Welcome to my new blog devoted to trading cards and I feel that a brief introduction is in order. As a kid in the late seventies/early eighties I was a huge trading card collector. Baseball, Star Wars, superheroes and Mars Attack cards could all be found in piles around my bedroom and some of my earliest memories involve buying packs of cards at the local convenience store.
The first real “hot” card I can remember around my Cleveland area childhood neighborhood was the 1981 Topps Joe Charboneau rookie card. The summer of ’80 had seen “Super Joe” come out of nowhere to win the AL Rookie of the Year and inject new life into the Indians, something that did not last long. I spent that summer buying pack after pack of Topps baseball hoping to find the Charboneau rookie, not knowing that his best baseball was already behind him.
When my family left Ohio for New England in the mid-eighties I fell into one of the great years of sports in the area. At one point around 85-86 we had the Patriots make a Super Bowl run, the Red Sox played in the World Series and both the Celtics and Bruins would be champions. What a great time for a twelve year old sports fan in New England and I really thought it would be like that every year. Little did I know that it would be ten years before another championship game was played and over fifteen years until a New England team actually won a championship. Those were tough years.
In high school I even worked part time at a local sports card shop in Cumberland, RI which was run by two hippy NASCAR fans. It was then that sets like Fleer Ultra and Stadium Club started to come out and blew away what I thought a trading card could be. Anyone else remember the back of stadium club cards with its percentage breakdowns?
Through it all I bought and traded cards with my friends right through high school and into the Army. Although I had dabbled in Hockey for a brief period when Lindros was the featured Score athlete I always found myself returning to baseball. The best part about being stationed at Ft Leonard Wood in Missouri was that the local collectors could care less about Red Sox players and I scooped up many an Aaron Sele card to add to my collection for pennies.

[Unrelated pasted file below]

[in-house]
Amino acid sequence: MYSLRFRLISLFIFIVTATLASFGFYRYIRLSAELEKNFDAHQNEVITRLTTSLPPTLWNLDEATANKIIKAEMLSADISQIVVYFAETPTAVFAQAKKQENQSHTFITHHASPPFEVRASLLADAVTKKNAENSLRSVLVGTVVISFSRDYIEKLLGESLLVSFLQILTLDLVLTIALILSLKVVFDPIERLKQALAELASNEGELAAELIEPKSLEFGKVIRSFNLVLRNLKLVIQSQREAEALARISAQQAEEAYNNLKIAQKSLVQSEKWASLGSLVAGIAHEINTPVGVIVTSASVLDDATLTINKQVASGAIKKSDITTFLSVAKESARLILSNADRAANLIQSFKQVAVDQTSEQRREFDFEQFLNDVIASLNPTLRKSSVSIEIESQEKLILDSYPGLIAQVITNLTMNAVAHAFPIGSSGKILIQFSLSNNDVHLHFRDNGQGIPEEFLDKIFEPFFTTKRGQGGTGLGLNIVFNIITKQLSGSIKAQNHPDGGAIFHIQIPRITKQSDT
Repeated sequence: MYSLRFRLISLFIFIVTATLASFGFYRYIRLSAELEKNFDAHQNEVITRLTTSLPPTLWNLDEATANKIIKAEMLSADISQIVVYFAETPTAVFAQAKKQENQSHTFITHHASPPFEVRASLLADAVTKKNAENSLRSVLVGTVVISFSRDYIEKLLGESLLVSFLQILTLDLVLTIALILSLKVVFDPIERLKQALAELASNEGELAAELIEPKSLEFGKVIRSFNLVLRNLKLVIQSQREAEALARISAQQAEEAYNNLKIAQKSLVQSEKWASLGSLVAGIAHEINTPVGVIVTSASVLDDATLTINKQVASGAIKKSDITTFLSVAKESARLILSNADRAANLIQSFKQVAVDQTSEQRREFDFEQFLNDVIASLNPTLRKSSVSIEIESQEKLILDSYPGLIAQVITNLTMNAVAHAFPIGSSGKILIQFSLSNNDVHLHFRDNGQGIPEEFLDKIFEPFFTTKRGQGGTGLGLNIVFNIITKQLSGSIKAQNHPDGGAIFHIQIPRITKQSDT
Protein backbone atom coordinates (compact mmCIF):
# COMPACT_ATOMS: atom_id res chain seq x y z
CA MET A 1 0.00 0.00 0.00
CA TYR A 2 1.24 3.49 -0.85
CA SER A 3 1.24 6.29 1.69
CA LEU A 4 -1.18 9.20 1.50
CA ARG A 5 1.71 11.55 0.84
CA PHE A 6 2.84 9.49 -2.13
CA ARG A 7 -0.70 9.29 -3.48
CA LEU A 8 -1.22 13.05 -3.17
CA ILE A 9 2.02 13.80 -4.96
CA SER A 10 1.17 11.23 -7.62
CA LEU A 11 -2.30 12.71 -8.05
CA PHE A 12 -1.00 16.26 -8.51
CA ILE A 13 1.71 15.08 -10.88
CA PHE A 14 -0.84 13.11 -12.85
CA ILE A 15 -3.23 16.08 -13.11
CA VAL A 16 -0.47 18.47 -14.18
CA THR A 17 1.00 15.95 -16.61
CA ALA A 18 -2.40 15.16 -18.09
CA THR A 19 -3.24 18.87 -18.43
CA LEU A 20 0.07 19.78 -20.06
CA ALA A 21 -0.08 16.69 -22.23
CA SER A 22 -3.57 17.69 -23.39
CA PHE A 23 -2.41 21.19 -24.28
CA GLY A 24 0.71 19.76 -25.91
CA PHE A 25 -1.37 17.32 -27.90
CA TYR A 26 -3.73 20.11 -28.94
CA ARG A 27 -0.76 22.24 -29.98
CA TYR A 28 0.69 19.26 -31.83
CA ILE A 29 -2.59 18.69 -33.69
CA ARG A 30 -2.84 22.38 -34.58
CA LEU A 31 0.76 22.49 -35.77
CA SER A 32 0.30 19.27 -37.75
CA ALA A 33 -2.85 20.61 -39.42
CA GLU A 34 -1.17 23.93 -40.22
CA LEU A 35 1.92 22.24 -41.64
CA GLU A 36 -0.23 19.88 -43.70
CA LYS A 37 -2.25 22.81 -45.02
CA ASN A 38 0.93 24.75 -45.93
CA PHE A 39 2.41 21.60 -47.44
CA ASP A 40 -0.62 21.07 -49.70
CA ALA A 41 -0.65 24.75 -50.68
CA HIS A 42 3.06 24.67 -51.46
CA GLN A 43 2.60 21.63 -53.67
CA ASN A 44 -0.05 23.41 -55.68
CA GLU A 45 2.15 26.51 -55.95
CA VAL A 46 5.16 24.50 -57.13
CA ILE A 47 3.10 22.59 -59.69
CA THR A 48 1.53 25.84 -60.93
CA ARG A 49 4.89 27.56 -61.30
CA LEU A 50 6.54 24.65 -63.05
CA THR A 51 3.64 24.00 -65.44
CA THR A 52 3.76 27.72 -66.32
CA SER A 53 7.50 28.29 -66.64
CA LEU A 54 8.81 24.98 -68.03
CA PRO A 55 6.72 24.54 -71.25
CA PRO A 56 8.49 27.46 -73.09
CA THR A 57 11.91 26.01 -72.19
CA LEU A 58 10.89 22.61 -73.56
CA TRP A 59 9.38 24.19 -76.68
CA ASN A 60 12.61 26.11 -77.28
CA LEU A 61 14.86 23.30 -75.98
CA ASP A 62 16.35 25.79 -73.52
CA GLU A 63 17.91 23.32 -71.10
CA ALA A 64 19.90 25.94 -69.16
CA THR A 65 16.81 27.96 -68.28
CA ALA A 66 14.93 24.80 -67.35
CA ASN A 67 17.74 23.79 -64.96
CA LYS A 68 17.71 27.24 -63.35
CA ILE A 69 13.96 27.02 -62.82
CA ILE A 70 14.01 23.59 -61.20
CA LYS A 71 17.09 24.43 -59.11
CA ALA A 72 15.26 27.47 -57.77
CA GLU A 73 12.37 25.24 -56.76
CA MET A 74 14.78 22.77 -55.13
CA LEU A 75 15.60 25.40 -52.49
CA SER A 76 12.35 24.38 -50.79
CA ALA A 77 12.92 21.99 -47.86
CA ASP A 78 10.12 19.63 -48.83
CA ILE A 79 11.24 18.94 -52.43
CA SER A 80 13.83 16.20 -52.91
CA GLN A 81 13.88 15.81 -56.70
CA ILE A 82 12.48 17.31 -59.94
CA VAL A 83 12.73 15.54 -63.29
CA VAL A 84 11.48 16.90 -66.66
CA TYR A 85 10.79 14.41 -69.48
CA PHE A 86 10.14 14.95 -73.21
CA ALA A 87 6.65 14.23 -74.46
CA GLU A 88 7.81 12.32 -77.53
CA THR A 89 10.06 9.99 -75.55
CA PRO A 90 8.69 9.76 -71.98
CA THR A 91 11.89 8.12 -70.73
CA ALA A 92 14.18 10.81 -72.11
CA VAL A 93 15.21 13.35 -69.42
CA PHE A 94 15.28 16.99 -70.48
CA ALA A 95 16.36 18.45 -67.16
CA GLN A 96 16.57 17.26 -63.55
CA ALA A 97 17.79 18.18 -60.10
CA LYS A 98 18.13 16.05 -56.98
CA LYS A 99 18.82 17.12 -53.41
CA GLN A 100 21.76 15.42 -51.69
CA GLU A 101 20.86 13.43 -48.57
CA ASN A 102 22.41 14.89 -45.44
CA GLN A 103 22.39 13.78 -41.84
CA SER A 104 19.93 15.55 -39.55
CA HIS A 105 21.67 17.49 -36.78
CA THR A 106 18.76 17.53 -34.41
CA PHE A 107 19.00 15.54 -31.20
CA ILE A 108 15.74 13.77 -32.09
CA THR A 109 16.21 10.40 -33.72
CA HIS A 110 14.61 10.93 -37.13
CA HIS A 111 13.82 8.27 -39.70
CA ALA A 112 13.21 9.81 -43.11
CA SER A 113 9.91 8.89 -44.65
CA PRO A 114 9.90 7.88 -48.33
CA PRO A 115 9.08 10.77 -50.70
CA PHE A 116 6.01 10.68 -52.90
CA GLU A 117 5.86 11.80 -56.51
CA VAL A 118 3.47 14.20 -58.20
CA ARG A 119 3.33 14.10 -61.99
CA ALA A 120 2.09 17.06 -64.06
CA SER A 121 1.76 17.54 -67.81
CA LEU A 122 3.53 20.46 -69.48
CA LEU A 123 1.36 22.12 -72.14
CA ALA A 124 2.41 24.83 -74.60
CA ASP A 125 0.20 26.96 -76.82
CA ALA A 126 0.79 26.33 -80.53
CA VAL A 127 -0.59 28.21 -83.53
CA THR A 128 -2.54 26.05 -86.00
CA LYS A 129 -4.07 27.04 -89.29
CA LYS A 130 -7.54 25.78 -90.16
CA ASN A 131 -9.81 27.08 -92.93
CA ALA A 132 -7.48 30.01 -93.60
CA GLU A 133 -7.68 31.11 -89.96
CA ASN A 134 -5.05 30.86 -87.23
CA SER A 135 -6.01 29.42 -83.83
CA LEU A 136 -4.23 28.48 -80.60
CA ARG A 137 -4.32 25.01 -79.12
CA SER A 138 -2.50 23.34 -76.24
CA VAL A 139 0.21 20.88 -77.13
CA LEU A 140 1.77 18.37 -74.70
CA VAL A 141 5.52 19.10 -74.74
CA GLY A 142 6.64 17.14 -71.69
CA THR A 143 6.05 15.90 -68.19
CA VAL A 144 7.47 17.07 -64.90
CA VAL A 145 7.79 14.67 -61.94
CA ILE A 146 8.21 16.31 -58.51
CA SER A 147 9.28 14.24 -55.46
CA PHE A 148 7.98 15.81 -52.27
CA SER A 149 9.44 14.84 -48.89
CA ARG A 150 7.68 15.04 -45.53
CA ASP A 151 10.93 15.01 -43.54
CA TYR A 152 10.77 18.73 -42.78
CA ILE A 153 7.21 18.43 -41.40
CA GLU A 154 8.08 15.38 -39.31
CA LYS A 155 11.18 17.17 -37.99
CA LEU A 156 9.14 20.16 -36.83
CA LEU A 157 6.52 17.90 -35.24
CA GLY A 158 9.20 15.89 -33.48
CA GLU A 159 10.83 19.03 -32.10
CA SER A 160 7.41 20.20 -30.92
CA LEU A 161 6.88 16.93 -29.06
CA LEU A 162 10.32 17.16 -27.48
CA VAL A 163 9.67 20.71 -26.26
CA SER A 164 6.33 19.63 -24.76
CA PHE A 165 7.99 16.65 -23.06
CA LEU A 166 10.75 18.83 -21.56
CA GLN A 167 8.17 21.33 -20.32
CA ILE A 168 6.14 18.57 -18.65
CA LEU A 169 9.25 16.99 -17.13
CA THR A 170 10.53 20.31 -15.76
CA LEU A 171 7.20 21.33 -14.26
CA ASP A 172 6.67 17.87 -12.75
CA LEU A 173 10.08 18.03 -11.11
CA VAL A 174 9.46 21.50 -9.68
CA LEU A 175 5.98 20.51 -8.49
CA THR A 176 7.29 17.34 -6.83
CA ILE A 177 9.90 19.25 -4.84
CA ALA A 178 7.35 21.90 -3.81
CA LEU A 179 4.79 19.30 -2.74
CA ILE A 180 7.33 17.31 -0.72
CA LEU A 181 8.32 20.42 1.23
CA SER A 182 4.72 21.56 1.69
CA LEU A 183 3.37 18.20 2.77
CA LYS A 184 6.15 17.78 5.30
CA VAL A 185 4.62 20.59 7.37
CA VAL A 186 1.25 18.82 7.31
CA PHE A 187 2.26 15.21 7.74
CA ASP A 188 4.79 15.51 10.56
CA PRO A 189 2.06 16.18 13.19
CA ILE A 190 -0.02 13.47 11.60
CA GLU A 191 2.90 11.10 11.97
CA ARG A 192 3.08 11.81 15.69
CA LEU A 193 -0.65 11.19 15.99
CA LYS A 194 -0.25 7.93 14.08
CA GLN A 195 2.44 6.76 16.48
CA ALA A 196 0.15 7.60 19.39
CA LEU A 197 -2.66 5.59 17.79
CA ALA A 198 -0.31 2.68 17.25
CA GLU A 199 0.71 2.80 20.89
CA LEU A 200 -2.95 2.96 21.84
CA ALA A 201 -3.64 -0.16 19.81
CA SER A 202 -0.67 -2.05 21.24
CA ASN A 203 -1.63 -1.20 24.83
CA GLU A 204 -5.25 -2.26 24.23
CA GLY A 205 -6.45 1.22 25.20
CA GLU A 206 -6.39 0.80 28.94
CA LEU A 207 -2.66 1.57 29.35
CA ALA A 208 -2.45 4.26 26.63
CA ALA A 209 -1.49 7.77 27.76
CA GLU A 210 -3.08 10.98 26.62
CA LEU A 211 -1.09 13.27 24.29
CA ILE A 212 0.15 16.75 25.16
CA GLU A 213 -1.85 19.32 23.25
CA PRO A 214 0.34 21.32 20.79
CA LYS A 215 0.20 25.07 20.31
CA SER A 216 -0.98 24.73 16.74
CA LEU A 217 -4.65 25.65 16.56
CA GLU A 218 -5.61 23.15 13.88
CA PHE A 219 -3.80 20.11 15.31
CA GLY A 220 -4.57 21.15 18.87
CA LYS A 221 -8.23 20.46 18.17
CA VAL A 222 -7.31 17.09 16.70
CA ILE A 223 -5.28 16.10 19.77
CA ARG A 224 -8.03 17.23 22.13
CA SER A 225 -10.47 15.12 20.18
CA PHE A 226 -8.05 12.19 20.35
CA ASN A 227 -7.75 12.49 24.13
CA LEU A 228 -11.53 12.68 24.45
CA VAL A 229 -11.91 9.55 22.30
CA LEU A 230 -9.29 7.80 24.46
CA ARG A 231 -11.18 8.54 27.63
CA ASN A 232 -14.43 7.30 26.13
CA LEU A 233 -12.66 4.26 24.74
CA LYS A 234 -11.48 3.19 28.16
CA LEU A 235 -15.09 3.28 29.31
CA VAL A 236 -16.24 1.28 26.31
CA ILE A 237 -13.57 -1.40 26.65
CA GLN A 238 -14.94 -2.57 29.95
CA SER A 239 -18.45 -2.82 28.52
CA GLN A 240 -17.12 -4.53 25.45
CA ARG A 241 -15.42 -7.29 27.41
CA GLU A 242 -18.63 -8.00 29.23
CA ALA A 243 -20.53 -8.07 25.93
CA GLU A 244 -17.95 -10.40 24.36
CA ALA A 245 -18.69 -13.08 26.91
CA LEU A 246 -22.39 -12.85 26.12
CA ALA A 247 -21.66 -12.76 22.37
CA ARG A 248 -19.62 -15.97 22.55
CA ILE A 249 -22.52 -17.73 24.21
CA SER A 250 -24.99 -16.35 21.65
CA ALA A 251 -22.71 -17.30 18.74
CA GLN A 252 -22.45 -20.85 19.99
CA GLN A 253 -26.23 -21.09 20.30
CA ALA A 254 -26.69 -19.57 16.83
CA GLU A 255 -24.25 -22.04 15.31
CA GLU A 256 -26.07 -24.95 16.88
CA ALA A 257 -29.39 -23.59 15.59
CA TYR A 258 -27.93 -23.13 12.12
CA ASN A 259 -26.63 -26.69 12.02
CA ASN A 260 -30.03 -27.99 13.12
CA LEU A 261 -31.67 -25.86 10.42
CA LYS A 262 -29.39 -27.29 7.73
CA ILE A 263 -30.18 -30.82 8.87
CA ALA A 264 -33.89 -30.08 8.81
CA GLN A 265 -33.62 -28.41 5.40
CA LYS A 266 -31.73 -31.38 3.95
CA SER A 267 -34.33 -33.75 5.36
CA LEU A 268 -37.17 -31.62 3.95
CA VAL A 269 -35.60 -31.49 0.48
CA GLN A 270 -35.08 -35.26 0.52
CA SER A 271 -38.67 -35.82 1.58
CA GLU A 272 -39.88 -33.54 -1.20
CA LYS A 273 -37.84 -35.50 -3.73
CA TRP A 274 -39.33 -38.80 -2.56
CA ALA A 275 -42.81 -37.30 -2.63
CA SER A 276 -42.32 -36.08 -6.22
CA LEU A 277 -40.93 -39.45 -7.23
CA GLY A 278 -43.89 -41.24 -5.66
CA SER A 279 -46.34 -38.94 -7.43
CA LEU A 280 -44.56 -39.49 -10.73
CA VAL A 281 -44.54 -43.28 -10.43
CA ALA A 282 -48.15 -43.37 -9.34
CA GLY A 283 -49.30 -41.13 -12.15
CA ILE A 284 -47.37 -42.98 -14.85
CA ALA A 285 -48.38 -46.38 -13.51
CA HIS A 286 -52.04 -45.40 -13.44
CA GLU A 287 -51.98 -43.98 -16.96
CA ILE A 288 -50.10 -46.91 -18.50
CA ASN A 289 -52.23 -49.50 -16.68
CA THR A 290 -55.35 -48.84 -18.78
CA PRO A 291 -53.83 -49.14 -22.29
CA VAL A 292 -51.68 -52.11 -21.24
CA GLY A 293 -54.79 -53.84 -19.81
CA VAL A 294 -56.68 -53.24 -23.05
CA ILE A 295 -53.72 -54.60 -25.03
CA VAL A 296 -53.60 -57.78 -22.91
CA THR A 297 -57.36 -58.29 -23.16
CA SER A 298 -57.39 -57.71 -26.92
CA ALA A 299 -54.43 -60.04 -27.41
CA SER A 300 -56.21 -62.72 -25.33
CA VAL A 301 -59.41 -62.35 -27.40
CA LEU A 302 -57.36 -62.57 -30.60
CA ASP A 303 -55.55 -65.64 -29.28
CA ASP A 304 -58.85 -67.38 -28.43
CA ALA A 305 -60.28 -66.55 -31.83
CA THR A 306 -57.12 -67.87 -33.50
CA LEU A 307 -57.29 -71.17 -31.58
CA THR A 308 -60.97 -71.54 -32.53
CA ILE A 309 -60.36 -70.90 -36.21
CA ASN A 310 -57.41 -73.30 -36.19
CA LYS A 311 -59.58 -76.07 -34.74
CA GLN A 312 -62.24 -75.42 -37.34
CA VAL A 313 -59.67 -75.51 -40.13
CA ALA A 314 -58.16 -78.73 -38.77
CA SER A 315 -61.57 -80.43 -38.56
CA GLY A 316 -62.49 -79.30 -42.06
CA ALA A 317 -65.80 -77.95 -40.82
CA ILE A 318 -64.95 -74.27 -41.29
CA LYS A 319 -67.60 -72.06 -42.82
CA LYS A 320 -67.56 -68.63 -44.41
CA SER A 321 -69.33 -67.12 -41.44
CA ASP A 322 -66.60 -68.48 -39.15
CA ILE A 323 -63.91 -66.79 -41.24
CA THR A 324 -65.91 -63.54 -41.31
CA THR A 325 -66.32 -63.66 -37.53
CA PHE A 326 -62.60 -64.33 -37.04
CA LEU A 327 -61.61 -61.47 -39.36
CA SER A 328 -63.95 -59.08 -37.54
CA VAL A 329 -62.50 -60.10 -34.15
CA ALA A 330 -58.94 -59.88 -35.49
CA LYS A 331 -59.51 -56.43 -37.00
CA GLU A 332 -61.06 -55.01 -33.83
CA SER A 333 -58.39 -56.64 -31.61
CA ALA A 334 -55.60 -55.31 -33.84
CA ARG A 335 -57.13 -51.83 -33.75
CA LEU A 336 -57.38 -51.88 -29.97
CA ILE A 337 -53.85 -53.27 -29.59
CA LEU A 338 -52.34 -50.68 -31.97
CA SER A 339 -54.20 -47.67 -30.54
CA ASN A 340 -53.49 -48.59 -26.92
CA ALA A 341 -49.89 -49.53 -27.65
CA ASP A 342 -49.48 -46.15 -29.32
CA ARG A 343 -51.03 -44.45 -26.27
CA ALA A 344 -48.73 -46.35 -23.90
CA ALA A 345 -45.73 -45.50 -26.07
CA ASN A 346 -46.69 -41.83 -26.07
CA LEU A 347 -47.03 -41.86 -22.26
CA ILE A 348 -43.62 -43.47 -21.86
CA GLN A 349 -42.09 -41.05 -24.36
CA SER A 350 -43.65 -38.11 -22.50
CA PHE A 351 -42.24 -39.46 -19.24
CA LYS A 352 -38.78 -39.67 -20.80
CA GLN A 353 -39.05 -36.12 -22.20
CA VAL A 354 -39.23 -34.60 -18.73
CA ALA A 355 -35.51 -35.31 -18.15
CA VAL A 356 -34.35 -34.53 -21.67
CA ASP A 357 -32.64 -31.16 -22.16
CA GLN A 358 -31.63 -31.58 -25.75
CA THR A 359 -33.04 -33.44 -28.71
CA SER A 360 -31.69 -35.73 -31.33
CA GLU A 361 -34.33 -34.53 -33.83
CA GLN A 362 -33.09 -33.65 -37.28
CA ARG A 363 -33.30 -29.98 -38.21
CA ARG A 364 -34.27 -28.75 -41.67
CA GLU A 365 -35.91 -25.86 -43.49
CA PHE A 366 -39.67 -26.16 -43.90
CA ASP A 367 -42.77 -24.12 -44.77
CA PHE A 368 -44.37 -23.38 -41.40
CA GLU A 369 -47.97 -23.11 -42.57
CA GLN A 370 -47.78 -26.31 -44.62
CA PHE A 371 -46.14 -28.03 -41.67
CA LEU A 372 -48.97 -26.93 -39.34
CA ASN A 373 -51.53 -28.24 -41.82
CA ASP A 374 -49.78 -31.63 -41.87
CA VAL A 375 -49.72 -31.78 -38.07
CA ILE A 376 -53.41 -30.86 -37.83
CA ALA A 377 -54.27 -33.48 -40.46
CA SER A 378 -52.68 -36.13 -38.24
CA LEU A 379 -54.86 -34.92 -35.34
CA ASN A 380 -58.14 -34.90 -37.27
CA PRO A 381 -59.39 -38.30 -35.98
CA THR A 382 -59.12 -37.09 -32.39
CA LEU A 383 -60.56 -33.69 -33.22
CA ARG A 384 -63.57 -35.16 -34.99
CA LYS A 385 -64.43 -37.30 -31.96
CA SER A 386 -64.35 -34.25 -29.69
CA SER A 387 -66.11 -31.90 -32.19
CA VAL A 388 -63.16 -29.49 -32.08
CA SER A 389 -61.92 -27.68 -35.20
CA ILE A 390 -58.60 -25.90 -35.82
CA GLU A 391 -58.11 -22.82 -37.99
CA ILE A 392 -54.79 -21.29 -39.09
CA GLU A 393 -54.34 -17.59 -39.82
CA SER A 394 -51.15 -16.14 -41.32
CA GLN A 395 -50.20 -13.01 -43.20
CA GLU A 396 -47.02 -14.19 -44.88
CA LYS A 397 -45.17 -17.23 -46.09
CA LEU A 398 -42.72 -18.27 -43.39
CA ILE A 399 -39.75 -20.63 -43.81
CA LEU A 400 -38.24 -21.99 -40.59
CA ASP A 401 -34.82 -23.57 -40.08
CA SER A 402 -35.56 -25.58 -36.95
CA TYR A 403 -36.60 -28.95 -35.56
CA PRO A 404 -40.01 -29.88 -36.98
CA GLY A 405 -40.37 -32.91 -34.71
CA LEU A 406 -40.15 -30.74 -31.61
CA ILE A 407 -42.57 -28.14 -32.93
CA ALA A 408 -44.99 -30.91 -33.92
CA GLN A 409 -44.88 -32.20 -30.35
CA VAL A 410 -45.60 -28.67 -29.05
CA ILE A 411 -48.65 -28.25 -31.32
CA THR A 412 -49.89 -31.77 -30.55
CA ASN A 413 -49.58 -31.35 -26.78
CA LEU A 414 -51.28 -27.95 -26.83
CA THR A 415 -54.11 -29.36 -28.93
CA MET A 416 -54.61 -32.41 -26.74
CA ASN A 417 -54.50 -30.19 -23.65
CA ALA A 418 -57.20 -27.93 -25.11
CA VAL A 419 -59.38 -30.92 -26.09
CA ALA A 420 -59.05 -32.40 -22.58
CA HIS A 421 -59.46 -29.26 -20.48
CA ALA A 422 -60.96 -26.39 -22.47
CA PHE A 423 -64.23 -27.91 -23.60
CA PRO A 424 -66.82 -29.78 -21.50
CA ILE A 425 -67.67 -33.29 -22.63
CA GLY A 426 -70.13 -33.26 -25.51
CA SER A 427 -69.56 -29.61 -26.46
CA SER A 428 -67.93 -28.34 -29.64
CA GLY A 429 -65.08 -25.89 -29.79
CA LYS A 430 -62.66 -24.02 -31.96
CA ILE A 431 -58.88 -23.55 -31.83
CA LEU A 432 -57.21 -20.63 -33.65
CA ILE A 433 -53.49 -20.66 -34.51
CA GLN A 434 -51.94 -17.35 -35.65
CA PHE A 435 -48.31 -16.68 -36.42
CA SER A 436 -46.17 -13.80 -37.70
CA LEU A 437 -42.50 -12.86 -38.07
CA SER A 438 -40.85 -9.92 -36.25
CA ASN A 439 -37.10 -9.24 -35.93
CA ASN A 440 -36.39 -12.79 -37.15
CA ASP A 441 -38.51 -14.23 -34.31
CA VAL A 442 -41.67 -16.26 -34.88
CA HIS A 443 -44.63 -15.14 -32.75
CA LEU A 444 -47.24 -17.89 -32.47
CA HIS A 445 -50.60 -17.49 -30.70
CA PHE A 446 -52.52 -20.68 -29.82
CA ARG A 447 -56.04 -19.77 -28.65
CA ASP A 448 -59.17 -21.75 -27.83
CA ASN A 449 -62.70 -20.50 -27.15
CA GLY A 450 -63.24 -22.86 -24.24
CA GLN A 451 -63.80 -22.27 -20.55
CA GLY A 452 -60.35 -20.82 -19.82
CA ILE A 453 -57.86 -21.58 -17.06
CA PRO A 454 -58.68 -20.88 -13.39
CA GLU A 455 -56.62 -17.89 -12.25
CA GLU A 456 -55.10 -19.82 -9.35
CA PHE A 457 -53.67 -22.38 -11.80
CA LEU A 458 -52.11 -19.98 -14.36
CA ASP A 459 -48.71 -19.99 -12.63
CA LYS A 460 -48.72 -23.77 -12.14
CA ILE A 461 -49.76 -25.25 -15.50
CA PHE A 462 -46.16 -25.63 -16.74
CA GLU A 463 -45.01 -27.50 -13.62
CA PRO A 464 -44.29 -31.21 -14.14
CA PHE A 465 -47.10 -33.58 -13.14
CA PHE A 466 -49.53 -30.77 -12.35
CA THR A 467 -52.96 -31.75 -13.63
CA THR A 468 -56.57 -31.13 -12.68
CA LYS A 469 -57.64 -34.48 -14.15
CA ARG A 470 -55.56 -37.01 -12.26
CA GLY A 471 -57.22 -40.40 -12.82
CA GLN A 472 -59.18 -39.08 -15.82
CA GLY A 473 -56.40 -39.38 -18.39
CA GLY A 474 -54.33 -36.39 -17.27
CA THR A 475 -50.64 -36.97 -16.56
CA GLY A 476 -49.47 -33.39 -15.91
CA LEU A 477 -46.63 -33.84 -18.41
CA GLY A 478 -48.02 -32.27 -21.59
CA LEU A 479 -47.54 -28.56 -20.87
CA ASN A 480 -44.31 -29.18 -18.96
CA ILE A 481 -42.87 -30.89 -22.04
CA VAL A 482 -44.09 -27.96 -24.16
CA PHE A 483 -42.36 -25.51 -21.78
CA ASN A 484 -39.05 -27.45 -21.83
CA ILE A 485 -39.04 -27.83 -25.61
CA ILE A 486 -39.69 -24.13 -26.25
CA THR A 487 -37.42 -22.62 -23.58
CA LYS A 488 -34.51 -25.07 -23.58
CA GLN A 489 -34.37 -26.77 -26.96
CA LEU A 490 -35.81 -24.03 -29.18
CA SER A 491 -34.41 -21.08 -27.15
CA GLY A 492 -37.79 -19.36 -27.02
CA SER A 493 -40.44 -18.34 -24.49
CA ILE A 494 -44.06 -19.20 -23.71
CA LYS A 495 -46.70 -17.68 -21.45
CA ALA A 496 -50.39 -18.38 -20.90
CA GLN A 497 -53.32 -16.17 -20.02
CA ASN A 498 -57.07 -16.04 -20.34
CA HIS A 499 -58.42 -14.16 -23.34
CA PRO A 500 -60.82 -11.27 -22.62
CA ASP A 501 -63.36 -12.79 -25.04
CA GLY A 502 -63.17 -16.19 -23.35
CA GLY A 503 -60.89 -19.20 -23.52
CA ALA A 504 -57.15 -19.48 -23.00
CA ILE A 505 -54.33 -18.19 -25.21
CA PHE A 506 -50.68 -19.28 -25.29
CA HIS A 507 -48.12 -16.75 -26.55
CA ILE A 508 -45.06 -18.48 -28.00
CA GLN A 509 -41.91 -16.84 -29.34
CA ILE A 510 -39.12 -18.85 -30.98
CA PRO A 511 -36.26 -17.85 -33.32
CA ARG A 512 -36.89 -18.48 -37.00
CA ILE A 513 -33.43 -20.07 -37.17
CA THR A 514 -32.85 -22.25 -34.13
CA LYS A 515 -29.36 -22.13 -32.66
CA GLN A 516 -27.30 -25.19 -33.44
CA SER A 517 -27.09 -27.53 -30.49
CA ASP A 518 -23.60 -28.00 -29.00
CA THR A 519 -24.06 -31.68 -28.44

Then the baseball strike happened and my interest in baseball wained. I stopped buying sports cards and instead started buying Magic: the Gathering to play on base during slow times. I still followed the Red Sox and Patriots but I did not feel the need to buy cards anymore, there were too many sets coming out and too much investment needed to keep my interest.
Cut to early 2013. Since I stopped collecting cards I have had the pleasure of watching three Super Bowl championships, two World Series sweeps, a Stanley Cup and a NBA championship all come to New England teams. My beloved Red Sox had turned into the Yankees and started spending money without regard and I found my baseball interests return to my original home town team, the Cleveland Indians. Thanks to MLB At Bat I could now watch the tribe play everyday and soon my love of baseball was rekindled.
I was cashing out at a local Target store when I saw the 2013 Topps cards hanging on the rack. Now, I had bought the occasional pack through the years to see how they were but this time there was a new element involved, my seven year old son Lucas. Opening packs to look for Red Sox and Indians cards stirred something inside him and soon enough he asked me the question that Topps management wished more kids would ask, “Dad, can we go buy some more packs of baseball cards?”
Thus it came to be that a forty year old Indians fan and a seven year old Red Sox fan started picking up more and more low price baseball card packs and would spend sunny days playing ball in the backyard while rain would mean sorting our cards in the living room. Neat piles of 2013 Topps baseball cards stacked by team, then by number and then by type of card; it seems like Lucas is always resorting the cards in some fashion and while I watch him with the TV, Nintendo and computer all turned off I cannot help but smile.